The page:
I watch only one half-hour of TV per week--THE SIMPSONS--so I am not really qualified to assert this. Maybe a reader can clarify. Are there such things nowadays as TV ads for ice cream? I think not. In the 1950s, Americans had to be trained to consume luxuries like ice cream. Now we eat it automatically, three times a day! So why waste money on ads?
Cartrivision was the first VCR marketed to the American public, back in the early 1970s. It predated VHS and Betamax. However, it soon failed, for a variety of reasons. First, it was sold as a TV/home entertainment center/movie camera combo, which made it very expensive. That is, you couldn't buy just the player alone and attach it to your existing set. You had to buy the whole bundle. Second, you could rent movies for it, but you couldn't rewind the movies, so you could only watch them once. This limitation was designed into it at the insistence of the movie industry. Finally, perhaps its slightly creepy ads played a role in its demise. Maybe it's just me, but I definitely sense a pervy vibe coming off of the dad in the scene below.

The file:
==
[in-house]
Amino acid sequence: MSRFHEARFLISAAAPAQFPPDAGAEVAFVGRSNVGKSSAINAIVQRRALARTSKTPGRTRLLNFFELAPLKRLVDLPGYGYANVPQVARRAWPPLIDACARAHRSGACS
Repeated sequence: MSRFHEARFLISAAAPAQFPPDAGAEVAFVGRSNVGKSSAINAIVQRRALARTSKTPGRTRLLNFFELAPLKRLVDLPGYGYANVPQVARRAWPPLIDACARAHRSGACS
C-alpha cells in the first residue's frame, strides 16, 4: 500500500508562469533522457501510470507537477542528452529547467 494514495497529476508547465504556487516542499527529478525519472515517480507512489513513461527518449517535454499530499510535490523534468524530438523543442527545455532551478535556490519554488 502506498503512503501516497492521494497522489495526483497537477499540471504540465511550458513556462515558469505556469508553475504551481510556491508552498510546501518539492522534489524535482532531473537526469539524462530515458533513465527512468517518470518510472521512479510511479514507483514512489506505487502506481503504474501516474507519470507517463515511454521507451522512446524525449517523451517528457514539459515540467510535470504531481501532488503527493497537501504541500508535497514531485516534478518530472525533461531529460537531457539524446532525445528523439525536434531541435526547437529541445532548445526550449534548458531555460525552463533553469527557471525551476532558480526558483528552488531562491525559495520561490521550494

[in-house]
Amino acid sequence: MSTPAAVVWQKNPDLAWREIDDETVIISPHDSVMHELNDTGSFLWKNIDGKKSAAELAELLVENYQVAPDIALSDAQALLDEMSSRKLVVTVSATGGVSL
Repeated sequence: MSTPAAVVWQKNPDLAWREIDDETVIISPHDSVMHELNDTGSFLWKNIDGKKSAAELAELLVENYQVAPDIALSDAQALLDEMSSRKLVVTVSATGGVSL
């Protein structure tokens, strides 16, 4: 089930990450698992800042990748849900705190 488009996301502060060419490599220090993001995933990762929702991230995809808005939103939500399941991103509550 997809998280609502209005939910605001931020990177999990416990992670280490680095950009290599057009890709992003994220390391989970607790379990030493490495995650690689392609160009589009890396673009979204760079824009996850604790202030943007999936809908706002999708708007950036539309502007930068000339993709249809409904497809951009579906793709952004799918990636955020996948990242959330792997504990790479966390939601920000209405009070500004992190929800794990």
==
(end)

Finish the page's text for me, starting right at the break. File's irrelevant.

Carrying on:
The Miss America pageant has been conducted since 1921, but it's only been televised since 1954. Before then, it briefly had competition when the Miss U.S. Television contest, conducted by the DuMont Television Network, aired in 1950. Watch the full pageant at the internet archive, or a version edited for length below. It has a strange opening segment in which the contestants introduce themselves, framed by a fake TV set. Then they go on to their talent performances, some of which were truly awful. The winner was a young Edie Adams.
According to wikipedia, the Miss U.S. Television contest only took place once, but there must have been subsequent pageants that used the same title, since once can find women being crowned Miss U.S. Television in later years, such as Phyllis Maygers (below), who won the title in 1952.
I am taking the liberty of "reprinting" a page from the latest SpongeBob comic because it features the newest work from our resident genius artist Rick Altergott. The whole issue is hilarious, and you should grab one for yourself or any young budding WU-vie.